Trench 7 was located closest to Montgomery Avenue, and measured 26 feet long, four feet wide, and four feet deep. A 13-foot square extension was subsequently excavated along the south edge of the trench in an effort to expose additional area within the historic churchyard. The upper one foot of material removed from the trench consisted of layered fill deposits containing large quantities of gravels. A very thin, partially truncated A-horizon lay immediately below the fill. An historic utility disturbance, likely sewer associated, extended across the trench, and basement rubble was found at the extreme eastern corner of Trench 7. Despite these impacts, both the primary trench and the southern extension exhibited few disturbances that extended below historical ground surface and into the subsoil.
At the western extent of Trench 7, near the adjacent parking lot, archaeologists identified four distinct grave shafts exposed by the removal of the overlying fill deposits. These shafts were all located on an axis nearly parallel to Montgomery Avenue, and were oriented northwest-southeast (Figure 22). Three of these shafts extended beyond the limits of the trench. The fourth grave shaft was appropriately sized to contain the remains of an infant, but no measures were taken to confirm this estimate.
After documenting the shafts, archaeologists sought to determine whether or not the graves contained intact burials and burial remains, and a small window was excavated through the grave shaft fill of Burial 1. Grave shaft fill was removed to a depth of 5.7 feet below ground surface, at which point archaeologists exposed the decomposed lid of a hexagonal coffin. The boards of the coffin lid had shifted and separated while buried, exposing extremely decomposed—but otherwise in situ—human vertebrae below the lid. These remains were photographed and mapped in place, but were not removed or otherwise disturbed, and the trench was mechanically backfilled after documentation was completed. Though no other grave shafts were tested to determine the presence of intact burial remains, the results from this work suggests that additional intact burials are very likely to be present in other portions of the former cemetery.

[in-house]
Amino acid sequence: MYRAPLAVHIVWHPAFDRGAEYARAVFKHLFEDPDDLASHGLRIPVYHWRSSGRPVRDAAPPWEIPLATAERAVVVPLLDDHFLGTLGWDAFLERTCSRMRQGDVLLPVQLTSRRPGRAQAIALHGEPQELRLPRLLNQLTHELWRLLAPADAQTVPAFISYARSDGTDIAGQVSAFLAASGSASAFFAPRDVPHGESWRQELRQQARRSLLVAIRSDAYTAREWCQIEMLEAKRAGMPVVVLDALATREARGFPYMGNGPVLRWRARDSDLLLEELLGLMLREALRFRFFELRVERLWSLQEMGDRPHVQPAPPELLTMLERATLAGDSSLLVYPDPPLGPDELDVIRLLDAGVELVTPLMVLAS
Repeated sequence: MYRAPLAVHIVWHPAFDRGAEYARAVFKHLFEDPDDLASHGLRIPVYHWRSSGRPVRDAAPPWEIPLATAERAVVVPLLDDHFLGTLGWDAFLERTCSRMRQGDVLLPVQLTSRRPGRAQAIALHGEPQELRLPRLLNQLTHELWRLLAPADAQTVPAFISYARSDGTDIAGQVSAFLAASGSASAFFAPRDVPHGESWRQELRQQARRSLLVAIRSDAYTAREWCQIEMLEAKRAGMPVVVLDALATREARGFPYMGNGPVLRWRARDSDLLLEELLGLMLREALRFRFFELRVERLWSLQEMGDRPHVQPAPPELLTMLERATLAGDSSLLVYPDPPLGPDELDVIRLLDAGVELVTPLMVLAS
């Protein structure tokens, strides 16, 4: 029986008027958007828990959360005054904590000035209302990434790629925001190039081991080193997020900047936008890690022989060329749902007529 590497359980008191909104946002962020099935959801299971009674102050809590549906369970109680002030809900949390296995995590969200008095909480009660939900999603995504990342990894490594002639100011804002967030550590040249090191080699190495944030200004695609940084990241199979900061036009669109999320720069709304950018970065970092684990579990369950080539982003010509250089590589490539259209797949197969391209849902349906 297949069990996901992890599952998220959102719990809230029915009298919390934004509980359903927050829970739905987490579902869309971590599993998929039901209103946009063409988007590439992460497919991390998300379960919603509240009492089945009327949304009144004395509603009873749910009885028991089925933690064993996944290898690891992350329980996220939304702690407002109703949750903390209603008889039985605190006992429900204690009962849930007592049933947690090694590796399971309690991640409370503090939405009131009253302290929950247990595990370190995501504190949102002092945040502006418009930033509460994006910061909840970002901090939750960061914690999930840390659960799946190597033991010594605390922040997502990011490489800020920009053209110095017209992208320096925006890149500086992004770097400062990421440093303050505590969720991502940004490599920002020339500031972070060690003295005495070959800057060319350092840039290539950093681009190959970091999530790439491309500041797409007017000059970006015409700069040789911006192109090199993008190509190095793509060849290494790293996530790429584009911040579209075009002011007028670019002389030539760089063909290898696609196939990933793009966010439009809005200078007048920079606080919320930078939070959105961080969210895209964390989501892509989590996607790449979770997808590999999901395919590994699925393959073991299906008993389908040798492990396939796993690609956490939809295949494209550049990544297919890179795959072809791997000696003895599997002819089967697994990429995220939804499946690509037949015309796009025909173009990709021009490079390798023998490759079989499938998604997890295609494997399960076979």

Conclusions and Recommendations
Based on the results of Phase IB/II testing, the Section 5 Blocks 1 and 2 sites have been determined to represent a mixed prehistoric and historic-period archaeological resource, and it is URS’ opinion that the artifact deposits and features contained here are eligible for listing in the National Register of Historic Places. It is believed that planned construction activities related to I-95—which are to include the installation of new utility conduit and drainage features, the demolition of the existing roadway, the construction of new foundation piers, and, likely, landscaping activities—will have a serious negative impact on the continued integrity and preservation of these resources.